She first visited Tanzania in 2001 with a church group, "fell in love with it," and decided she had to return. She was later laid off as a teacher due to budget cuts and decided to return to Tanzania as a full-time volunteer in 2005.

Now she's seen even the most rudimentary educational tool bring joy to Tanzanians. She once saw an American pastor visiting a Tanzanian village give a villager a simple gift.

"He gave one mother a brand new shiny yellow pencil and she jumped up and down thanking him and then just as fast broke it into three parts -- one for each of her children," Walls says.

The low literacy rate in Africa is related to political instability as well as poverty, says McDonald.

When civil war erupts, books become targets. Even newspapers and magazines are relatively scarce in countries like Tanzania, she says.

"One of the first things soldiers do is burn information," McDonald says.

What types of books are needed

Shipping books to Africa isn't like packing together shipments of food or medical supplies, Books for Africa officials say. It involves sensitivity to Africa's history.

The scars of colonialism, where Western nations used violence to occupy African nations and pillage their natural resources, shapes what types of books are sent to Africa.

During colonialism, a bitter joke among Africans was that missionaries gave them the Bible but took their land. The joke reflected a belief among some Africans that Western nations used Eurocentric books to manipulate and build self-hatred among Africans.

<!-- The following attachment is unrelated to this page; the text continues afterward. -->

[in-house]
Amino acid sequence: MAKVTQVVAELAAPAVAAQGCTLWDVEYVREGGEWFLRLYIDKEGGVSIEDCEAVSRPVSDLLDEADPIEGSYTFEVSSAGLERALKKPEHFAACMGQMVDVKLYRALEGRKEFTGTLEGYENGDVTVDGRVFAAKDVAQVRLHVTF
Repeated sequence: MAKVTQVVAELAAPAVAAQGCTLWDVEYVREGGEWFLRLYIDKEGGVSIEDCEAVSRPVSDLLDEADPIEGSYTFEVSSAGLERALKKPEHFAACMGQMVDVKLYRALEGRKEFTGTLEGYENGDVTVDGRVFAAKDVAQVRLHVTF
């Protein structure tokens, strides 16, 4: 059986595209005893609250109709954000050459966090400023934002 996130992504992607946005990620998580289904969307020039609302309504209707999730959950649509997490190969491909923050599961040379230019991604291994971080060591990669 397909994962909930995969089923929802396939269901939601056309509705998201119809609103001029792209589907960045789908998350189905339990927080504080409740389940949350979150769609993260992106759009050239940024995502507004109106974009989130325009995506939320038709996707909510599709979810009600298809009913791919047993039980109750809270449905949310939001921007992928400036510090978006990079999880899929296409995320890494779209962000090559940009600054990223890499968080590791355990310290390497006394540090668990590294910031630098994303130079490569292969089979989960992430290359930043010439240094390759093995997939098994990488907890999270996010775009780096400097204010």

Books for Africa officials, though, say they refuse to send books that celebrate the superiority of Western ways. In fact, they only send books that African schools request.

"I don't like it when you go in and tell them what they need," McDonald says. "I like them to tell us what they need."

The books that African nations typically request can be seen in a cavernous warehouse operated by Books for Africa in Atlanta, Georgia.

At the warehouse, rock and R&B music booms over the speakers as volunteers sort through thousands of books and zoom through the floor in forklifts.

Most of the books African countries requested were books for elementary and secondary schools. Textbooks -- geography, science and math -- are abundant.

The books that aren't used are recycled into paper. Books for Africa officials estimate they save about 2 million books a year from landfills.

Book companies and school systems often donate books in bulk to Books for Africa, including used books, overprints and previous years' editions.

The group also depends on volunteers to sift through its books. One of them, D.J. Clancy, a clerk at a media center in a suburban Atlanta elementary school, joined Books for Africa after she read about it on a Web site.

Some of her American students don't know how lucky they are, Clancy says.

"Our kids are spoiled. They come in our 10,000-book media center and say, 'There's nothing to read,' " she says.

American adults are spoiled as well, says McDonald. She says it's easy for Americans to forget how much information they have at hand.

"We're standing in the grocery line and we're bombarded by tabloids, and we're bombarded by books and TV," she says.

"You're not bombarded by anything there," McDonald says. "You pull out a box of books and people are so grateful and so happy. You feel like you've given them so much."